There is something very beautiful and almost intimidating about glass art. From Dale Chihuly and his scary torches, to locals who make beautiful and affordable jewelry, glass art has my full attention.
One SLC artist who makes glass that I love is Sarinda Jones of Reflective Art Studio. I think I bought my first piece by Sarinda when I first moved to Salt Lake in the late 90s, and I’ve been collecting it ever since.
Sarinda is one artist who has really got her shit together. She is classically trained in everything from art history to ceramics, does regular training programs and residencies (having just returned from one in Scotland), and her work is everywhere from small fun events to galleries and websites all over the world.
She takes the business of being an artist very seriously. Sarinda started out with a Micro Business Loan that allowed her to buy her equipment. She says she sees herself as a small business owner, and she works at her art every single day. She invests a lot in networking and giving back to the community, and feels that the most important part of building a career is building relationships (and how!).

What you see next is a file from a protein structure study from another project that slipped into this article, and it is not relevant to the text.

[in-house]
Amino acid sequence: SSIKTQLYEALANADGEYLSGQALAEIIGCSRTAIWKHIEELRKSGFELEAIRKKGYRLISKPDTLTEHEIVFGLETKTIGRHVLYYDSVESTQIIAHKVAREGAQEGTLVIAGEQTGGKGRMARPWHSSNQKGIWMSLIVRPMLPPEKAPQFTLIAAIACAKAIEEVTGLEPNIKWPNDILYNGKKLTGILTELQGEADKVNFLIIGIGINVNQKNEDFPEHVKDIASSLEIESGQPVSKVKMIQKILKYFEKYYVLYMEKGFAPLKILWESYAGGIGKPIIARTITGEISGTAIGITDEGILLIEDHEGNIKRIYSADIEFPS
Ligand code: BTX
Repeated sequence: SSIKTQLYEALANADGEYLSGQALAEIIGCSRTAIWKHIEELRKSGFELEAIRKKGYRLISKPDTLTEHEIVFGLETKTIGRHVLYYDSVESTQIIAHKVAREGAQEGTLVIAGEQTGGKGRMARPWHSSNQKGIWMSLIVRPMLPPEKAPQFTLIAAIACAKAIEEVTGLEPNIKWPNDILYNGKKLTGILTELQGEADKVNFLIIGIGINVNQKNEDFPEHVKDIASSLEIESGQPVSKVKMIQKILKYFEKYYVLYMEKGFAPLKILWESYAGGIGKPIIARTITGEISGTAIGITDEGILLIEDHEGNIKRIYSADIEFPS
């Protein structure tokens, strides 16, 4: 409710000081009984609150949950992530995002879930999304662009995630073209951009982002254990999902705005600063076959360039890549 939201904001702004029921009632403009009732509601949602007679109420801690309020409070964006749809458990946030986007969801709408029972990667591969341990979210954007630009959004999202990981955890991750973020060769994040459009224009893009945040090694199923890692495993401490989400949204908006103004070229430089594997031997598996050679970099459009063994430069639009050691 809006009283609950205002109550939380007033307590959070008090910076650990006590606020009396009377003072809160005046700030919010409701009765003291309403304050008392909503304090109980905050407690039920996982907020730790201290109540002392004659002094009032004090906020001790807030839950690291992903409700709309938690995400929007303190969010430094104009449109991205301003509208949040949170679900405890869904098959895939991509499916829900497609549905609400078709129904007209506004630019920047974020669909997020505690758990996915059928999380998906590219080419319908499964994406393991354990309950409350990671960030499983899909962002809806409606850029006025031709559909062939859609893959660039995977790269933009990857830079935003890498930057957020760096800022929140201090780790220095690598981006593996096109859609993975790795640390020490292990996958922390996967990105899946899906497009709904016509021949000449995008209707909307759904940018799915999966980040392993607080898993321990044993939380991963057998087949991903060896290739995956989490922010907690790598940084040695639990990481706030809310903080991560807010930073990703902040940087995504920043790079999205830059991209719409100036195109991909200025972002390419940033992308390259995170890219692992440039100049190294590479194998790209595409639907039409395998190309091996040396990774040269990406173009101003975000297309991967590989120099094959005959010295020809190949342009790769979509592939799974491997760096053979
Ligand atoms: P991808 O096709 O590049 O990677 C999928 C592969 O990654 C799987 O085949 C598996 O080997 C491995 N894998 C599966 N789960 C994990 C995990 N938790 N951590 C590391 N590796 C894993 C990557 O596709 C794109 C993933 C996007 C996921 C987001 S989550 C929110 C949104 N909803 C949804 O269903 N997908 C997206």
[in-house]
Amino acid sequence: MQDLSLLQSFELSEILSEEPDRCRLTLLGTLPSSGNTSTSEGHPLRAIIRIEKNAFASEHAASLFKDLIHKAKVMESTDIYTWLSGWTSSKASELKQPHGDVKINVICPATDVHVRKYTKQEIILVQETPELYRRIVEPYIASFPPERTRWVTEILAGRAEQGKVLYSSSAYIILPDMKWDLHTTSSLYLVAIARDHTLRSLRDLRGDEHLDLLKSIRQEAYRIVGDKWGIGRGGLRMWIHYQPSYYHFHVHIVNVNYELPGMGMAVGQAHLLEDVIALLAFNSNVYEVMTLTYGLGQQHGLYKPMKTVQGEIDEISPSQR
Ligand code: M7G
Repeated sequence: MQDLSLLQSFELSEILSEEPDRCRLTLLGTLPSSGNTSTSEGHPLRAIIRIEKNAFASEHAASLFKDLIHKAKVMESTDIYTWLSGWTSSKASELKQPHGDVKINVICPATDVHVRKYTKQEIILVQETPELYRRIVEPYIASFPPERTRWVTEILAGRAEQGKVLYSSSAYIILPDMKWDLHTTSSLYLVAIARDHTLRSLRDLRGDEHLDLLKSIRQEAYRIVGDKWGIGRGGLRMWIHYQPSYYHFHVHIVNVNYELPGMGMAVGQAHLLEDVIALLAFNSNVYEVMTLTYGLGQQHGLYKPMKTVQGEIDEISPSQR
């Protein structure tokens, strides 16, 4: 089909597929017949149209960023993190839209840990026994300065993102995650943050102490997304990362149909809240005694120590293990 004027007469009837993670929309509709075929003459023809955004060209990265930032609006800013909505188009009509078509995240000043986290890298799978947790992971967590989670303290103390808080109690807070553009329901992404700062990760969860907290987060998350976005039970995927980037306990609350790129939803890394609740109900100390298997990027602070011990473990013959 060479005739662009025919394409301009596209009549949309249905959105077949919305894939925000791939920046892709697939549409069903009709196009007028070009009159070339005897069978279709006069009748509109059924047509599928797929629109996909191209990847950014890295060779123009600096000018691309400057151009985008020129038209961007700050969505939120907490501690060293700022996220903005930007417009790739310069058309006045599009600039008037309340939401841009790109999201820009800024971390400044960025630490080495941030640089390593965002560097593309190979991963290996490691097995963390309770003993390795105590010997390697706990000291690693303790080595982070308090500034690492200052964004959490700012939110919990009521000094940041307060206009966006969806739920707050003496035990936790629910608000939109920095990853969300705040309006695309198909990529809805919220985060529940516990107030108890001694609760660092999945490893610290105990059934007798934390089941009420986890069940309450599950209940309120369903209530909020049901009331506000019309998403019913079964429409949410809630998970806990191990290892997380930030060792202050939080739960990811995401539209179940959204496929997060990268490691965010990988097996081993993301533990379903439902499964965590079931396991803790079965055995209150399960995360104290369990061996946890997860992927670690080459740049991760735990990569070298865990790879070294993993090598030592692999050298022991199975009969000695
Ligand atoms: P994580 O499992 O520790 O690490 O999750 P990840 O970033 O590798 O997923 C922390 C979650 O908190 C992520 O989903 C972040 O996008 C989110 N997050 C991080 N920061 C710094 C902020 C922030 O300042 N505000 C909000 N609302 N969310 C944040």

Sarinda approaches her art very scientifically, and often the more technical aspects of working with glass hold her attention. She loves the technique and the science behind kiln-formed glass. Her process is interesting, careful, and well-thought out. She starts with photos, color schemes and sketches. The then makes models in paper or out of foam core. She does a lot of research before she commits to working on a shape or sculpture with glass.
Sarinda actually has 2 careers going simultaneously. She makes affordable necklaces, earrings and table sculptures at lower price points and markets them at craft fairs, farmer’s markets, local shops and through etsy. In Todd’s words, “Her necklaces are perfect. I wish I could wear them.” For the fine art side of her career, she also does commission work, public sculptures and fine art pieces that she markets through galleries.
Sarinda helps the community, teaching youth, women in the Safe Haven program and participating in our friend John Sproul’s Foster Art Program. Sarinda’s community involvement is one great reason to support her.
Sarinda’s work is showing right now through September 17 at Finch Lane Gallery. This is part of a show for the Glass Art Guild of Utah. To read our whole interview with Sarinda, click here. And here are a few links where you can see more of her work. You can also find her stuff at SL Citizen and Craft Sabbath on the first Sunday of almost every month.